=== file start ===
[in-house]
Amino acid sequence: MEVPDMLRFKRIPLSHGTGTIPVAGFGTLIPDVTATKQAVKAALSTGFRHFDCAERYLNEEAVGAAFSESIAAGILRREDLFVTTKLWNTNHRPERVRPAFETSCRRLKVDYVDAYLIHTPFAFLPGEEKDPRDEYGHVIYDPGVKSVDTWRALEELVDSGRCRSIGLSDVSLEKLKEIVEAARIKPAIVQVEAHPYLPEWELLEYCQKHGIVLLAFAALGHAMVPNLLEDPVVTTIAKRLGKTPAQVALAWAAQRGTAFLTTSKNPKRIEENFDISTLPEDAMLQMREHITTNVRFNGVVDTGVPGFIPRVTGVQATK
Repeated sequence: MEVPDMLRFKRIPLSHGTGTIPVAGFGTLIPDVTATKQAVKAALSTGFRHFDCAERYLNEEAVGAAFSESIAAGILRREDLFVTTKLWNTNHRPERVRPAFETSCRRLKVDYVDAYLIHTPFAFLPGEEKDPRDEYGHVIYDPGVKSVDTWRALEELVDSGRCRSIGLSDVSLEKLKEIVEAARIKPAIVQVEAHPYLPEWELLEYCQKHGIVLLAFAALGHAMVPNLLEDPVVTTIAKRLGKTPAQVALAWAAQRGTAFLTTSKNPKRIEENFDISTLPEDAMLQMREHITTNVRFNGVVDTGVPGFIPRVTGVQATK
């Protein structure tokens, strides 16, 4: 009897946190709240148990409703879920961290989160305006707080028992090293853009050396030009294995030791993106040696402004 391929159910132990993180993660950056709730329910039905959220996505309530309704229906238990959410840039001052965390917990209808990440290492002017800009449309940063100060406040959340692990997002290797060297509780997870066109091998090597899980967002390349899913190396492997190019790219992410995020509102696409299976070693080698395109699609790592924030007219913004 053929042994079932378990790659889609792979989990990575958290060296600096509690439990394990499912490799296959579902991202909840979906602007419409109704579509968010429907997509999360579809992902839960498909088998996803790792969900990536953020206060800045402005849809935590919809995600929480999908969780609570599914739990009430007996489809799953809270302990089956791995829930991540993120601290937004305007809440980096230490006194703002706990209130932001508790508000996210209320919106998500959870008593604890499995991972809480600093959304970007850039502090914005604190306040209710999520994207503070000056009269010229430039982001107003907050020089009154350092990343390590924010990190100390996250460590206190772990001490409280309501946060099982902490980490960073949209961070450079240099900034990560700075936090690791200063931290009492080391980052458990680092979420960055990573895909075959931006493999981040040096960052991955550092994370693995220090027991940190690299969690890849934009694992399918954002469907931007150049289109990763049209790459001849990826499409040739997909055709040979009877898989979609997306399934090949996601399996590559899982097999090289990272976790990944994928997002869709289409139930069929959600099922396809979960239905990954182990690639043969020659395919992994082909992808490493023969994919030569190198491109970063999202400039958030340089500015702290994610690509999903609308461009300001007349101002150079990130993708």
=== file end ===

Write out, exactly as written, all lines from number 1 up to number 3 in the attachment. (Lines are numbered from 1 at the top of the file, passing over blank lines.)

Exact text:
[in-house]
Amino acid sequence: MEVPDMLRFKRIPLSHGTGTIPVAGFGTLIPDVTATKQAVKAALSTGFRHFDCAERYLNEEAVGAAFSESIAAGILRREDLFVTTKLWNTNHRPERVRPAFETSCRRLKVDYVDAYLIHTPFAFLPGEEKDPRDEYGHVIYDPGVKSVDTWRALEELVDSGRCRSIGLSDVSLEKLKEIVEAARIKPAIVQVEAHPYLPEWELLEYCQKHGIVLLAFAALGHAMVPNLLEDPVVTTIAKRLGKTPAQVALAWAAQRGTAFLTTSKNPKRIEENFDISTLPEDAMLQMREHITTNVRFNGVVDTGVPGFIPRVTGVQATK
Repeated sequence: MEVPDMLRFKRIPLSHGTGTIPVAGFGTLIPDVTATKQAVKAALSTGFRHFDCAERYLNEEAVGAAFSESIAAGILRREDLFVTTKLWNTNHRPERVRPAFETSCRRLKVDYVDAYLIHTPFAFLPGEEKDPRDEYGHVIYDPGVKSVDTWRALEELVDSGRCRSIGLSDVSLEKLKEIVEAARIKPAIVQVEAHPYLPEWELLEYCQKHGIVLLAFAALGHAMVPNLLEDPVVTTIAKRLGKTPAQVALAWAAQRGTAFLTTSKNPKRIEENFDISTLPEDAMLQMREHITTNVRFNGVVDTGVPGFIPRVTGVQATK